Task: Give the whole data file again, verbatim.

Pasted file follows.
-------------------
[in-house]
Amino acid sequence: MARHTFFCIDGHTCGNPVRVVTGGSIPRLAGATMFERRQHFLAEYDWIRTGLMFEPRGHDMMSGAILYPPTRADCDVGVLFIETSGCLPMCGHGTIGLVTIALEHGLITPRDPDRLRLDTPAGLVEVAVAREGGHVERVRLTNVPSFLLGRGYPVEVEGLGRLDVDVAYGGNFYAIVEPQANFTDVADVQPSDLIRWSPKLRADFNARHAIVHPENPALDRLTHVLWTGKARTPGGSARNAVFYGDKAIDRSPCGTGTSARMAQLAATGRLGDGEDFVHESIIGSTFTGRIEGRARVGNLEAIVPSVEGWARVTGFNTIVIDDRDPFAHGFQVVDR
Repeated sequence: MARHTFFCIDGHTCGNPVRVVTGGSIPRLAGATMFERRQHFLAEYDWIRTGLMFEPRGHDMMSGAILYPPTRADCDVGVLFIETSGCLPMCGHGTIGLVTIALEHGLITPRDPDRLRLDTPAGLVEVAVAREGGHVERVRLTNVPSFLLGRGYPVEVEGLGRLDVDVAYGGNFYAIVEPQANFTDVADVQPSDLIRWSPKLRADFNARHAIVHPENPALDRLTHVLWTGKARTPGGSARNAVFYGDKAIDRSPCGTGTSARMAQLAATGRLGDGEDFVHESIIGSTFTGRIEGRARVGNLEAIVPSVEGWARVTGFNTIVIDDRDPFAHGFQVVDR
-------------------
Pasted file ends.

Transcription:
[in-house]
Amino acid sequence: MARHTFFCIDGHTCGNPVRVVTGGSIPRLAGATMFERRQHFLAEYDWIRTGLMFEPRGHDMMSGAILYPPTRADCDVGVLFIETSGCLPMCGHGTIGLVTIALEHGLITPRDPDRLRLDTPAGLVEVAVAREGGHVERVRLTNVPSFLLGRGYPVEVEGLGRLDVDVAYGGNFYAIVEPQANFTDVADVQPSDLIRWSPKLRADFNARHAIVHPENPALDRLTHVLWTGKARTPGGSARNAVFYGDKAIDRSPCGTGTSARMAQLAATGRLGDGEDFVHESIIGSTFTGRIEGRARVGNLEAIVPSVEGWARVTGFNTIVIDDRDPFAHGFQVVDR
Repeated sequence: MARHTFFCIDGHTCGNPVRVVTGGSIPRLAGATMFERRQHFLAEYDWIRTGLMFEPRGHDMMSGAILYPPTRADCDVGVLFIETSGCLPMCGHGTIGLVTIALEHGLITPRDPDRLRLDTPAGLVEVAVAREGGHVERVRLTNVPSFLLGRGYPVEVEGLGRLDVDVAYGGNFYAIVEPQANFTDVADVQPSDLIRWSPKLRADFNARHAIVHPENPALDRLTHVLWTGKARTPGGSARNAVFYGDKAIDRSPCGTGTSARMAQLAATGRLGDGEDFVHESIIGSTFTGRIEGRARVGNLEAIVPSVEGWARVTGFNTIVIDDRDPFAHGFQVVDR